Former Idaho Republican Sen. Larry Craig has mixed feelings as he reflects on the life of longtime colleague Sen. John McCain — a man he respected for his “unquestioned integrity” but considered “difficult to deal with.”
McCain, R-Ariz., died Saturday after battling brain cancer for more than a year. He was 81. Politicians on both sides of the aisle, including members of Idaho’s current congressional delegation and the head of the Gem State’s Democratic Party, have offered glowing assessments of McCain’s character.
Craig appreciated McCain’s thorough understanding of foreign policy and defense matters, and the courage he displayed as a Vietnam War prisoner. Craig said McCain will be “recorded in history” for being the GOP’s 2008 presidential nominee.Story continues below video
But for all of his accomplishments, Craig said McCain was never a “team player” — and consequently, had a small circle of friends within his own party. McCain was often at odds with President Donald Trump, notably casting a vote against Trump’s effort to repeal the Affordable Care Act.
“Many felt he served himself and his own opinions and interests first, and if it happened to fit his colleagues, then it fit,” Craig said.
The Republicans served together in the U.S. House of Representatives in the early 1980s and on the Senate throughout all of Craig’s tenure — from 1991 until Craig’s resignation in 2009.
McCain campaigned on being a political “maverick” during his race for president against Barack Obama. Craig recalled learning first-hand that McCain’s reputation was well earned.
When Craig served as his party’s policy chairman, he never took McCain’s support on any GOP issue for granted.
“I always had to seek him out and ask if he was going to be a player and be a part of it,” Craig said. “If he said yes, he was a man who was very solid in giving his word. If not, I would have to ask why and seek his opinion as to why he would or would not.”
Craig agrees McCain broadened his understanding of issues by “finding value in both sides of the aisle.” Ultimately, however, Craig believes straying too often from his own party stymied McCain from fulfilling his political ambitions.
“At the same time, you have to have a core philosophy from which you govern, and at times, I think John lacked that,” Craig said. “In his presidential campaign, from time to time, he failed to address that core value or philosophy, and I think that hurt him with the core base of the party.”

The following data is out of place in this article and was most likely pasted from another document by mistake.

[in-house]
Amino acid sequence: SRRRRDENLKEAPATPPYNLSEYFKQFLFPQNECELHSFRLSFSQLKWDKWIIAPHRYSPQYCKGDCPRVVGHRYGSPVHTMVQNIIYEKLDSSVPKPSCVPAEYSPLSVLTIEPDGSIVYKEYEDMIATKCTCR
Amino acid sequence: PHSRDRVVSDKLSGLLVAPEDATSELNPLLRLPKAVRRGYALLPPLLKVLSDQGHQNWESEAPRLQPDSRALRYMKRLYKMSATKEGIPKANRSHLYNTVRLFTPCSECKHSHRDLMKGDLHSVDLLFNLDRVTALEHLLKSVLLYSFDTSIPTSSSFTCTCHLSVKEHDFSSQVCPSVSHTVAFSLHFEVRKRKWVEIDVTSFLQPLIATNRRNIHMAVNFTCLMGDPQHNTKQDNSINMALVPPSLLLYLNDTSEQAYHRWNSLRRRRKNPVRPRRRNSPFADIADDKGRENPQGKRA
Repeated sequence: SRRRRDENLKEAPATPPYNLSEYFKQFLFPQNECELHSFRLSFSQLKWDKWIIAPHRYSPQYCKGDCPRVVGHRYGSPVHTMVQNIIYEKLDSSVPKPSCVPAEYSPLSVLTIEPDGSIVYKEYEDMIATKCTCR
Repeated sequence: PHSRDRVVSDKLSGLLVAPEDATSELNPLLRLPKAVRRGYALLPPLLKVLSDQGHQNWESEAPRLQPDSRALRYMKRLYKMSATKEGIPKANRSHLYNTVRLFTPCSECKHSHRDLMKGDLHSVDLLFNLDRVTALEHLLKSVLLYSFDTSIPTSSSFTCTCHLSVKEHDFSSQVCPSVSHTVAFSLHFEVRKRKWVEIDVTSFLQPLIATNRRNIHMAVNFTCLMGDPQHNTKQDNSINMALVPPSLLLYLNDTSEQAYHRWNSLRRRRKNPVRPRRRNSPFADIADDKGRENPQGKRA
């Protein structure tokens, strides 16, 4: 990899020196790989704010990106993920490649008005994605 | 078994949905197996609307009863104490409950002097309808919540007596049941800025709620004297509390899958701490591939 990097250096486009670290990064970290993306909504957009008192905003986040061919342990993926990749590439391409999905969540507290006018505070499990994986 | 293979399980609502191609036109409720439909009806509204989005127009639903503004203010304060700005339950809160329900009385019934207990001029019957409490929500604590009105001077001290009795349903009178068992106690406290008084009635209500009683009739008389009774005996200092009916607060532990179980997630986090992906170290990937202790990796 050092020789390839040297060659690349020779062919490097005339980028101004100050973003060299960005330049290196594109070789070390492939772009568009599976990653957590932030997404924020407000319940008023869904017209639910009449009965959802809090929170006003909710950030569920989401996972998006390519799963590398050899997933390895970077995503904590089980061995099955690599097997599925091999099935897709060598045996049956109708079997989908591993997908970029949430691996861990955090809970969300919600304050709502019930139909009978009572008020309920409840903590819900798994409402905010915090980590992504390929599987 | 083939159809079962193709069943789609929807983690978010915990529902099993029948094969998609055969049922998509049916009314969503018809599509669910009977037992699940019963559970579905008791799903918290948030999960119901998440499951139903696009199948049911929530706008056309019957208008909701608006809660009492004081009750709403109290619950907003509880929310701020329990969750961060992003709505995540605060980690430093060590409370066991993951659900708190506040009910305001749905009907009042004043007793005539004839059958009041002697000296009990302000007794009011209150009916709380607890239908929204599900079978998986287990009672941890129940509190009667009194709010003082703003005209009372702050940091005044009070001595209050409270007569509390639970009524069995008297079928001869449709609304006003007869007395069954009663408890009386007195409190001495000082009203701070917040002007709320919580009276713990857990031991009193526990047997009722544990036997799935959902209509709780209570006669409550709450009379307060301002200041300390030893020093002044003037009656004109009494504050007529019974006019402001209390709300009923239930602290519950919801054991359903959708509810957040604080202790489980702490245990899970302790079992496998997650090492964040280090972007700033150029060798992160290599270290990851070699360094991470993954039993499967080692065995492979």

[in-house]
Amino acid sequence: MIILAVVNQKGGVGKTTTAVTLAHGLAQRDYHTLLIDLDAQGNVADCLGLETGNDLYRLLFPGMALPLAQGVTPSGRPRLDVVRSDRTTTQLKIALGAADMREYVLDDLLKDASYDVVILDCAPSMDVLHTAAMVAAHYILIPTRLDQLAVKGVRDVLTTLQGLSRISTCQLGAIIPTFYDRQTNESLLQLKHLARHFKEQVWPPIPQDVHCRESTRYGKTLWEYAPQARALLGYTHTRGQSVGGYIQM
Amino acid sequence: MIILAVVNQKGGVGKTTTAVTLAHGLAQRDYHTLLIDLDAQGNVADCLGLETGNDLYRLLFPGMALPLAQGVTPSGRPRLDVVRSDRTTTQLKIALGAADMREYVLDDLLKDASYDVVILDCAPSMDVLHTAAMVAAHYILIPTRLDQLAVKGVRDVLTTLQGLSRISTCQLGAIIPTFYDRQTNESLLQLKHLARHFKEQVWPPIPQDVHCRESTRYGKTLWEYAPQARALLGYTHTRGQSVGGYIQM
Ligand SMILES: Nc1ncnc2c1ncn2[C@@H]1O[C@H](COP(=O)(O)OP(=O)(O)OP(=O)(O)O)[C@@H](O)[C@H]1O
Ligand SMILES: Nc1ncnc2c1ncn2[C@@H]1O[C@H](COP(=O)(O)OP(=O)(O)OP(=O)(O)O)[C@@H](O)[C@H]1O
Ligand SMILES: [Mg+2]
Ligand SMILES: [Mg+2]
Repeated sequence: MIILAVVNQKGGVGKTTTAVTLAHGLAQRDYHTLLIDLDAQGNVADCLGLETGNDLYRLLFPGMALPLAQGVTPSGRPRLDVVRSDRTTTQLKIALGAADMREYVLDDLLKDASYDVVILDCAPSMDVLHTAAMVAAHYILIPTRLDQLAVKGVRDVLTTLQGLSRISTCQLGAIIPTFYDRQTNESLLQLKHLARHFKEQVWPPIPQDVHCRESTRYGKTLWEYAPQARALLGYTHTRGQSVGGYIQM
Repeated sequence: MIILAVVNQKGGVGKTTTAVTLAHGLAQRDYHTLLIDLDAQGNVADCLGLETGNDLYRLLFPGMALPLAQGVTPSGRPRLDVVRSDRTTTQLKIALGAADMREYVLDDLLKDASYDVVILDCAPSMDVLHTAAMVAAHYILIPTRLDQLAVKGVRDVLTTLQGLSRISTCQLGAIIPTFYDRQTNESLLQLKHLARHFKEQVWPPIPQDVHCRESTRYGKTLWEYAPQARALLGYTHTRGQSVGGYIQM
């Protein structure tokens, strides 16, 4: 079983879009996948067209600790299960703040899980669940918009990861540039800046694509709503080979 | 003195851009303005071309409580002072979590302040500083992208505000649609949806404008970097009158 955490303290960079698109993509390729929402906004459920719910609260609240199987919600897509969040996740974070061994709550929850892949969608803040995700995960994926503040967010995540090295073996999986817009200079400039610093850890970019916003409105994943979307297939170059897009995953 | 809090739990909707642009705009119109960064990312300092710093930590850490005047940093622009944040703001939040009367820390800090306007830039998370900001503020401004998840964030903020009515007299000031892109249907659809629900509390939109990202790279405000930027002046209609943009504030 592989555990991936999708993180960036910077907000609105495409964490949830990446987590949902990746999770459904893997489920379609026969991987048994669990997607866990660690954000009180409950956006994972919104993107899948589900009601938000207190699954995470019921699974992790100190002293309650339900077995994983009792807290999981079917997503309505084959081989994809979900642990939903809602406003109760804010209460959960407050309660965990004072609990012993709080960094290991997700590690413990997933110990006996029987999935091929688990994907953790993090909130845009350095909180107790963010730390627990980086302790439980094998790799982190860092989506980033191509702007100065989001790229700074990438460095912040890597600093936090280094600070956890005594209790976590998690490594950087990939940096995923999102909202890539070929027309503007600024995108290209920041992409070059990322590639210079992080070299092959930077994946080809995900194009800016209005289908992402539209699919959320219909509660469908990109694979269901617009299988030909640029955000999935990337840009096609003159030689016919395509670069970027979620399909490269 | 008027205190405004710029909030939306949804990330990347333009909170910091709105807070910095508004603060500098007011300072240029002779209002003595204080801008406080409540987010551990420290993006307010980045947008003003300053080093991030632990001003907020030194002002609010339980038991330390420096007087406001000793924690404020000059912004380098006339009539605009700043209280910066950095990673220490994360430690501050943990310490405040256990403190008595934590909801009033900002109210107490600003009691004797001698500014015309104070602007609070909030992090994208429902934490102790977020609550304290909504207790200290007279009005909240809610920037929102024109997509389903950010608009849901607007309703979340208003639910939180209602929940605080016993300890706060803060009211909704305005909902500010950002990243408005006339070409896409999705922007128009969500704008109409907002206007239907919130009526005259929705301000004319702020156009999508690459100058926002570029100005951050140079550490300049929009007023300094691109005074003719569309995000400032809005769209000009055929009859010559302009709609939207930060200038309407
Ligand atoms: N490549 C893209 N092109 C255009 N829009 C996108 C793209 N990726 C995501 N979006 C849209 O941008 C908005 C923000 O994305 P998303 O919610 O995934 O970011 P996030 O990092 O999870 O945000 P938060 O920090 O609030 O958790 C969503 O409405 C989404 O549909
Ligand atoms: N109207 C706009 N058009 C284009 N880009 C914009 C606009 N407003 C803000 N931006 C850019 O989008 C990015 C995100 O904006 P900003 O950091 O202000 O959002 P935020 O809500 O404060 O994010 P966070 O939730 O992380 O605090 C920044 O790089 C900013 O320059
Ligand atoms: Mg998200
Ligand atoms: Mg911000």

Sen. Jim Risch, R-Idaho, considered McCain a “close personal friend.” Risch said one of his favorite memories with McCain was leading him on a tour of Ernest Hemingway’s Idaho house in Ketchum.
“We spent a number of enjoyable days with him and Cindy in Idaho — time I will always remember fondly and cherish,” Risch said in a press release.
Sen. Mike Crapo, R-Idaho, said McCain’s life provides an “unmatched example of sacrifice, duty and dedication.”
“As both a respected member of Congress and a veteran of the U.S. Navy, he truly represented unwavering commitment to the service of his fellow Americans,” Crapo said in a press release. “His imprisonment as a prisoner of war during the Vietnam War and his hard-fought battle with cancer brought out the true nature of his courage and demonstrated the depth of his character.”
Rep. Mike Simpson, R-Idaho, described McCain as a hero who dedicated his life to serving his country.
“No one can deny that Sen. John McCain was a force to be recognized,” Simpson said in a press release.
The chairman of Idaho’s Democratic Party, Bert Marley of McCammon, considers it telling that before he died, McCain requested that both former presidents Obama and George W. Bush deliver eulogies at his funeral.
“We need more of that, both in this state and in this country. We need people looking for solutions rather than having a position they’re so adamant about standing by, they can’t work with each other,” Marley said. “I think we lost one of the great ones.”
Trump and Obama also issued statements about McCain.
In a follow-up statement about McCain’s death, issued Monday morning, Trump ordered the U.S. flag to be flown at half-staff until McCain’s interment.
“Despite our differences on policy and politics, I respect Sen. John McCain’s service to our country,” Trump said in the prepared statement.
Obama described how he and the late Arizona senator viewed their political battles as a privilege and “something noble.”
“John McCain and I were members of different generations, came from completely different backgrounds and competed at the highest level of politics,” Obama said in his prepared statement. “But we shared, for all our differences, a fidelity to something higher — the ideals for which generations of Americans and immigrants alike have fought, marched and sacrificed.”